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Researchers Are Designing A Robot That Feels Pain

robot touch Different people have completely different opinions about robots.

Those in manufacturing may see robots as helpful tools that complete tasks most humans would find too menial to do day in and day out. Those who like the Terminator films may see robots as unstoppable forces that are to be feared rather than loved. Those in the middle may be plain indifferent.

Regardless of where you fall on that spectrum, what would you think about robots that could feel pain?

Chances are, even those who are most familiar with robotics may be uncomfortable at the thought of robots that can feel, well, anything. And yet, according to IEEE Spectrum, researchers at Leibniz University of Hannover are developing an “artificial robot nervous system to teach robots how to feel pain.” Why in the world would anyone want to do that?

Before you gather your pitchforks and prepare for the fight against sentient robots, consider the reason that researchers are pursuing this technology: they want robots to be able to feel pain so that they can respond in order to avoid damage to their internal moving parts. Researchers also hope that this technology could enable robots to work more safely alongside humans, as well. A robot that ‘feels’ pain would be less susceptible to damage and also less likely to cause accidents because it doesn’t know it’s hurt.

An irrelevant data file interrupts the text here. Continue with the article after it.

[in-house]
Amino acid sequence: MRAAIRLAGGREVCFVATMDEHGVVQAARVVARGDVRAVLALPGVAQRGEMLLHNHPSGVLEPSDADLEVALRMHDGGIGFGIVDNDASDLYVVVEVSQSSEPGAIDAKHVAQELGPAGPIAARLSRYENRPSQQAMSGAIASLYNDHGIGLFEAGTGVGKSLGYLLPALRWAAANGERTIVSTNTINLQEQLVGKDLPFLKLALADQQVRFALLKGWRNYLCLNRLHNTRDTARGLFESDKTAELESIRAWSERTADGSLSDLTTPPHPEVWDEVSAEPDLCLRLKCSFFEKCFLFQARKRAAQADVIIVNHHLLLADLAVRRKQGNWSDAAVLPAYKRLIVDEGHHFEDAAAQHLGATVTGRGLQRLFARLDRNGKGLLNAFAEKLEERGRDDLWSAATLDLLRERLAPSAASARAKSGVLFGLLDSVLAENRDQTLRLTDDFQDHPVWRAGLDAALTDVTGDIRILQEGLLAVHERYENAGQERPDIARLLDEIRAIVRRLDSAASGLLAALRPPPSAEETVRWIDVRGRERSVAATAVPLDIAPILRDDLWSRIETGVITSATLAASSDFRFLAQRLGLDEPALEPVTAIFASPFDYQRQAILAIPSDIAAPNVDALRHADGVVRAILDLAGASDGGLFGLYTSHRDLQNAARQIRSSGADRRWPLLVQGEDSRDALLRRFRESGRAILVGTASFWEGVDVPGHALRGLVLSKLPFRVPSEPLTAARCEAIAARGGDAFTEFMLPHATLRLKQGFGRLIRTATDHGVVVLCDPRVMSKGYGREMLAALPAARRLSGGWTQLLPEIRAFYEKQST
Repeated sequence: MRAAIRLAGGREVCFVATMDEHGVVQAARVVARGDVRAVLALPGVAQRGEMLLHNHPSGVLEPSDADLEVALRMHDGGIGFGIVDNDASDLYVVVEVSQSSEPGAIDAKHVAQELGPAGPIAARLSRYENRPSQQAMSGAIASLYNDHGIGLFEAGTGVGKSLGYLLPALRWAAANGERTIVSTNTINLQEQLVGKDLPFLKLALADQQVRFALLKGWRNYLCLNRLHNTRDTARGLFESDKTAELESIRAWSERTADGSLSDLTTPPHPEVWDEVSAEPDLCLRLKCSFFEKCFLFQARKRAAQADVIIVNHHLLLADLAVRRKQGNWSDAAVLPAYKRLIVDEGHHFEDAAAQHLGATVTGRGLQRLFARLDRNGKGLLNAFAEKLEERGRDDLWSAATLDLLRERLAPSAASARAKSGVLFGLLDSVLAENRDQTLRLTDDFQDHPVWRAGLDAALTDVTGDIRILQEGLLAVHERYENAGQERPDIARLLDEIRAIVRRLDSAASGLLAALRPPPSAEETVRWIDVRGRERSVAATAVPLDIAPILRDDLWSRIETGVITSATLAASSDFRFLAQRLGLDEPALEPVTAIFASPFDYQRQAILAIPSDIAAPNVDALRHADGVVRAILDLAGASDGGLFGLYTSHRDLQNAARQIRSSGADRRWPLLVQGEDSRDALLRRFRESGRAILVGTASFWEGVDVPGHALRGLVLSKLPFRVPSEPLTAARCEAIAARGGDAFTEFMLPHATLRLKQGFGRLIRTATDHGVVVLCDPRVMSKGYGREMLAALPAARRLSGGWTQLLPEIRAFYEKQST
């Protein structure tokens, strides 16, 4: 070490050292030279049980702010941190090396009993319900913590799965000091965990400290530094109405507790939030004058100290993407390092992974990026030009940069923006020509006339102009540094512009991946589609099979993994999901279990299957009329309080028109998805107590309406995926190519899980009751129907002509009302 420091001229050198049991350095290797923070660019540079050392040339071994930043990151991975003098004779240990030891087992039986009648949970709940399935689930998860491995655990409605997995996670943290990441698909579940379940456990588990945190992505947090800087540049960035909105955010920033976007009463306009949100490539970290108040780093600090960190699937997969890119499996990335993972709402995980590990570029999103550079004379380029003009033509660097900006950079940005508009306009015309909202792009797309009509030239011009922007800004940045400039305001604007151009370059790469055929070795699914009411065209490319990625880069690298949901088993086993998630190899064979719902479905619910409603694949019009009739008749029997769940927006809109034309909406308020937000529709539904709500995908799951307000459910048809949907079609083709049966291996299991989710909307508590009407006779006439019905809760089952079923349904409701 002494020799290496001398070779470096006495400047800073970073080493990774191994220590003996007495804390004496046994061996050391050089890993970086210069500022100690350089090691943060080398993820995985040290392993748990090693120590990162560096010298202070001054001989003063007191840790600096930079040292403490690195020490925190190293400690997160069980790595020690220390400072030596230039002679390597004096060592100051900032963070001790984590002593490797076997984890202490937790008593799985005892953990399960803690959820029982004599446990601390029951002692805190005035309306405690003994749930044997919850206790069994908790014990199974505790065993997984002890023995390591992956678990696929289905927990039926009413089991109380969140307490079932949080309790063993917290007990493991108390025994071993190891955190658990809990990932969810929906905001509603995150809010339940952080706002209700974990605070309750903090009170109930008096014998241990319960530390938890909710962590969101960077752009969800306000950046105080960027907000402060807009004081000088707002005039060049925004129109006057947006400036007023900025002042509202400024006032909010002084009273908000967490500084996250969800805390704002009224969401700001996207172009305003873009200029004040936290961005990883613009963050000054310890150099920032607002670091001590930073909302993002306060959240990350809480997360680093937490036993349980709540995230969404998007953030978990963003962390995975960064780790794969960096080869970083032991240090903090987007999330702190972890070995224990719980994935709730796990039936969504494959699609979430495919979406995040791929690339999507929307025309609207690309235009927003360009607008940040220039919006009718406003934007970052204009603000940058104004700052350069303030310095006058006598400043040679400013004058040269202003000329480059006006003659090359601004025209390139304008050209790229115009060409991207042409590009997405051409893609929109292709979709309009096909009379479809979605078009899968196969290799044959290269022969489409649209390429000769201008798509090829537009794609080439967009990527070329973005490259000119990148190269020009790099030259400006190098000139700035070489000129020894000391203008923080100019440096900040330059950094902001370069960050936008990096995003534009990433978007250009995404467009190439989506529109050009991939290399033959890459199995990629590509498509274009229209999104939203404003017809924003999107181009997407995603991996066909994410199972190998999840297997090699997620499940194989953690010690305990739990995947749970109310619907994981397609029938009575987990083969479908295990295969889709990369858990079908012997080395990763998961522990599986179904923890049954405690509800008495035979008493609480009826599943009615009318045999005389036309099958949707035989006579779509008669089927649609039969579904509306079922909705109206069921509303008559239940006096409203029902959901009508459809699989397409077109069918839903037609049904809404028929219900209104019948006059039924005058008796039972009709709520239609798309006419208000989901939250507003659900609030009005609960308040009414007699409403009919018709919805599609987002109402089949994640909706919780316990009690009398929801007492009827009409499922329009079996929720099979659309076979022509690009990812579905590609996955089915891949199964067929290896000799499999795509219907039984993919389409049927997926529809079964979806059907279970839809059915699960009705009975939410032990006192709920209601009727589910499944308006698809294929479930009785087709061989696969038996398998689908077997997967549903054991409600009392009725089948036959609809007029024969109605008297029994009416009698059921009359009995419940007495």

When you think about it, this is similar in aim to other systems used in everyday machines to prevent serious damage. Your KitchenAid mixer can’t feel, but it does have a plastic gear in it (rather than a metal one) driving the paddle so that the gear breaks long before the whole motor goes south. Putting in a simple fail-safe like that becomes more difficult with more complex machinery–like robots working in a factory–so researchers and engineers have needed to pursue new ways to avoid serious damage as robots grow more sophisticated.

As for their progress? There’s still work to be done. IEEE Spectrum notes that this research is “just the first step towards a pain-based reflex controller for robots,” and there’s a lot to be done before such systems become totally viable. Nonetheless, even though “robots that feel pain” may sound like a scary phrase, it could be another step closer towards a world where robots and human can work peacefully–and safely–next to one another.

Photo credit: Leibniz University of Hannover via IEEE Spectrum

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